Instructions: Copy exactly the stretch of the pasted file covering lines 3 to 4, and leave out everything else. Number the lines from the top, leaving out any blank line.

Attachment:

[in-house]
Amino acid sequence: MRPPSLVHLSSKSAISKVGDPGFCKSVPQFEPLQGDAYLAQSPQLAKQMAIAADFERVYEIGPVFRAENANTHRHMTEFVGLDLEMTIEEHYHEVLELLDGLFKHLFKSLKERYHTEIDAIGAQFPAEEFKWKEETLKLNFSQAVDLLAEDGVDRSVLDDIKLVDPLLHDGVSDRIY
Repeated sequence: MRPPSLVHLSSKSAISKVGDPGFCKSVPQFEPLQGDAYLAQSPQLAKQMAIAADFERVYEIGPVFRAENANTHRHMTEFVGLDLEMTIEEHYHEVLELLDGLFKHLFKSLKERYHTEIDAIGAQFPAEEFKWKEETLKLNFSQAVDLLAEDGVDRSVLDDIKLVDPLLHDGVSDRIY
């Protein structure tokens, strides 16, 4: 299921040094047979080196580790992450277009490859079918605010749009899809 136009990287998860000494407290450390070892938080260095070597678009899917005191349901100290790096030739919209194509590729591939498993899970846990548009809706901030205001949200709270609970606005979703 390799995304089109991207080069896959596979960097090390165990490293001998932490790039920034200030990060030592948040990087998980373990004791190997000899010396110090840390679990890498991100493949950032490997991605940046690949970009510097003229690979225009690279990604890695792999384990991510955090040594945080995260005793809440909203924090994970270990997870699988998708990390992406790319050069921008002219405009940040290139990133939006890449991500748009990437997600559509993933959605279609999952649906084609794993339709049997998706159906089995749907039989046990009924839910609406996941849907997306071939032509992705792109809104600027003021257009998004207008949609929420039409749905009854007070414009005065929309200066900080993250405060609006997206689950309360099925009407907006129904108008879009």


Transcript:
Repeated sequence: MRPPSLVHLSSKSAISKVGDPGFCKSVPQFEPLQGDAYLAQSPQLAKQMAIAADFERVYEIGPVFRAENANTHRHMTEFVGLDLEMTIEEHYHEVLELLDGLFKHLFKSLKERYHTEIDAIGAQFPAEEFKWKEETLKLNFSQAVDLLAEDGVDRSVLDDIKLVDPLLHDGVSDRIY
């Protein structure tokens, strides 16, 4: 299921040094047979080196580790992450277009490859079918605010749009899809 136009990287998860000494407290450390070892938080260095070597678009899917005191349901100290790096030739919209194509590729591939498993899970846990548009809706901030205001949200709270609970606005979703 390799995304089109991207080069896959596979960097090390165990490293001998932490790039920034200030990060030592948040990087998980373990004791190997000899010396110090840390679990890498991100493949950032490997991605940046690949970009510097003229690979225009690279990604890695792999384990991510955090040594945080995260005793809440909203924090994970270990997870699988998708990390992406790319050069921008002219405009940040290139990133939006890449991500748009990437997600559509993933959605279609999952649906084609794993339709049997998706159906089995749907039989046990009924839910609406996941849907997306071939032509992705792109809104600027003021257009998004207008949609929420039409749905009854007070414009005065929309200066900080993250405060609006997206689950309360099925009407907006129904108008879009």